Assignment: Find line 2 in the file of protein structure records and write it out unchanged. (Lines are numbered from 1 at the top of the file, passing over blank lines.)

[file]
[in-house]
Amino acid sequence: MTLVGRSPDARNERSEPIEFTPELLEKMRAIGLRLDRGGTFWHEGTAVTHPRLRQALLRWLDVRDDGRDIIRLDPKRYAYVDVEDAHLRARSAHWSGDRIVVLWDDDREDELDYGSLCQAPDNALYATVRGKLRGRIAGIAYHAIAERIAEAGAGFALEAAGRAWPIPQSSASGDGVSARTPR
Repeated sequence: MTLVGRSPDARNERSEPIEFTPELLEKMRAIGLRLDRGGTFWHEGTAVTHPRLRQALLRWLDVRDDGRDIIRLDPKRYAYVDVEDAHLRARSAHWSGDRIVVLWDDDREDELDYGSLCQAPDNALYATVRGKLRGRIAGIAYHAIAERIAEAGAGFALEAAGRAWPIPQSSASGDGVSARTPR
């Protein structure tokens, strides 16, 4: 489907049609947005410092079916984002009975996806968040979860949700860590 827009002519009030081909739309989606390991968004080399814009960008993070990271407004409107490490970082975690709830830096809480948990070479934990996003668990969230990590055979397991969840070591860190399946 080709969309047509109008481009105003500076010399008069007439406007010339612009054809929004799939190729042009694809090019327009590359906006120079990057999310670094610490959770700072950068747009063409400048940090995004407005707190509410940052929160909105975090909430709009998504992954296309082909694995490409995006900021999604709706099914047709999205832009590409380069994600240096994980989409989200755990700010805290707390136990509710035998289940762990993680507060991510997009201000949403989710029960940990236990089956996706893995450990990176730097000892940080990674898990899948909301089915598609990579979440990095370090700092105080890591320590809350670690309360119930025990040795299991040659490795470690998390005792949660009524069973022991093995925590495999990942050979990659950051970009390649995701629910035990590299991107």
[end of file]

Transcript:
Amino acid sequence: MTLVGRSPDARNERSEPIEFTPELLEKMRAIGLRLDRGGTFWHEGTAVTHPRLRQALLRWLDVRDDGRDIIRLDPKRYAYVDVEDAHLRARSAHWSGDRIVVLWDDDREDELDYGSLCQAPDNALYATVRGKLRGRIAGIAYHAIAERIAEAGAGFALEAAGRAWPIPQSSASGDGVSARTPR